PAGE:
Teamwork is an important skill for students in every major. But despite its importance, most students do not know how to work together as a team. Their individual objectives take precedence over group goals. They can tell you what they are expected to produce. They may be able to tell you what type of group they were intended to be, whether task, educational, or support. They may even be able to tell you the components needed for groups to be successful—such as communication, a strong leader, and a common purpose. But they cannot tell you how the group will operate as a unit or the roles and responsibilities of individual members necessary to deliver quality products.
My frustration with group work, including the multiple complaints about students who either autocratically assumed control or neglected to pull their weight, led me to look for examples of teamwork in action that I might use as models. I noticed that I used a number of sports metaphors to describe what I expected to see from the student groups, such as “everyone gets a turn at bat,” “pass the baton,” and “stop hogging the ball and pass it.” From this starting point, I have developed a collection of sports examples that illustrate how teams operate together to achieve success.
Baseball, or everyone gets a turn at bat, allows for varying strengths and levels of participation. Each team member is responsible for contributing something in preparation of the final project. For the presentation, team members take multiple turns presenting but in a predetermined order. The presentation may resemble innings of a game, with each inning covering a different aspect of the topic.
Basketball has two approaches, star players and man-to-man zone. The star players are the team leaders, who are allowed to ad lib as necessary during presentations. Other group members are support players who prepare and provide materials and assist the stars. The man-to-man zone strategy is more egalitarian, with each team member covering a particular area with limits on how much time a player has the ball and spotlight. There is cohesiveness and synergy as the “ball” is constantly changing hands during the presentation.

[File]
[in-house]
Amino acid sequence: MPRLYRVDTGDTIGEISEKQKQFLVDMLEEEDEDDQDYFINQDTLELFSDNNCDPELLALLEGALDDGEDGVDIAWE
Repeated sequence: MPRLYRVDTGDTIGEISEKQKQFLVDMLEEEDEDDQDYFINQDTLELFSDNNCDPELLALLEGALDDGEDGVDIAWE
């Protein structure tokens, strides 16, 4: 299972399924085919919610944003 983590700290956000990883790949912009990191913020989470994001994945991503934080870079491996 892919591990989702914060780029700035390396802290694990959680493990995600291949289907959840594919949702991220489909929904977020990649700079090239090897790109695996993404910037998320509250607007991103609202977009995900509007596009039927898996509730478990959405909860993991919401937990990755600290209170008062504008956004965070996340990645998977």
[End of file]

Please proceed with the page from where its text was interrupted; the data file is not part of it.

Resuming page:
In football, or pass, run, kick, the quarterback is the leader responsible for calling plays, passing, or handing off the ball to other team members. The quarterback knows the strengths of teammates and plays to their areas of expertise. Kickers can highlight or quickly summarize key points. In addition, football allows for anyone on the team to recover the ball and score after a fumble.
In track (relay), or pass the baton, each team member has equal responsibilities, materials, and time. There are two possible strategies for presenting. 1) The presentation is split into equally timed parts, with each team member delivering a section and then passing the baton to the next member. 2) Timed round-robin stations illustrate the track model as well. Team members are stationary and the audience (or parts of it) moves from one team member’s station to another at timed intervals. Each station is interdependent, requiring all to be visited to get the full picture.
In volleyball, or keep the ball in the air, each team member must know the topic and quickly react when the ball “falls in their court.” They are expected to serve, volley, or “hit it over.” The presentation includes ongoing active interaction between team members and the audience, who may pose questions.
Wrestling, or take it to the mat, works best for groups that cannot reach a consensus regarding what to do or how to do it. A panel debate allows each team member to present individual views on the topic and to answer questions. If the group is split on an issue, it can use a “tag team” debate with each side presenting its views. If “stuck” or unprepared, team members may tag another to step in and make the points.
Two sports that people rarely view as team sports are golf, or my clubs, my rules, and NASCAR, or there can be only one driver. Golf has the golfer, caddy, and cart driver. Car racing has the driver, pit crew, and crew chief. In both, one team member is at the center of the action. The rest of the members provide the support and necessary resources like a ride to the next hole or fuel for the car.
Rowing and synchronized swimming require perfect harmony and simultaneous actions and are more appropriate for performance groups expected to move as one. In rowing, the coxswain keeps beat for the rowers who move together as one. In synchronized swimming, the movements are coordinated and matched to occur simultaneously and in harmony.
Students tell me they appreciate these teamwork models and are able to apply them when working in groups. They prefer baseball, track, and football, probably because those sports are well known and the roles and responsibilities are more egalitarian. Students identify with the sports more than I expected they would. Some groups “dress the part,” showing up on presentation day in coordinated colors, team jerseys, and baseball caps, and bringing actual footballs, baseballs, and bases to use as props. Others asked that I develop a rubric that lists penalties, outs, and fouls, and records wins and losses as part of the grade. Complaints about group members have been fewer, and I believe my students better understand why and how a group must function as a team.
Dr. Chantel Lumpkin is an assistant professor at North Carolina A&T State University.
Reprinted from The Teaching Professor, 26.7 (2012): 7.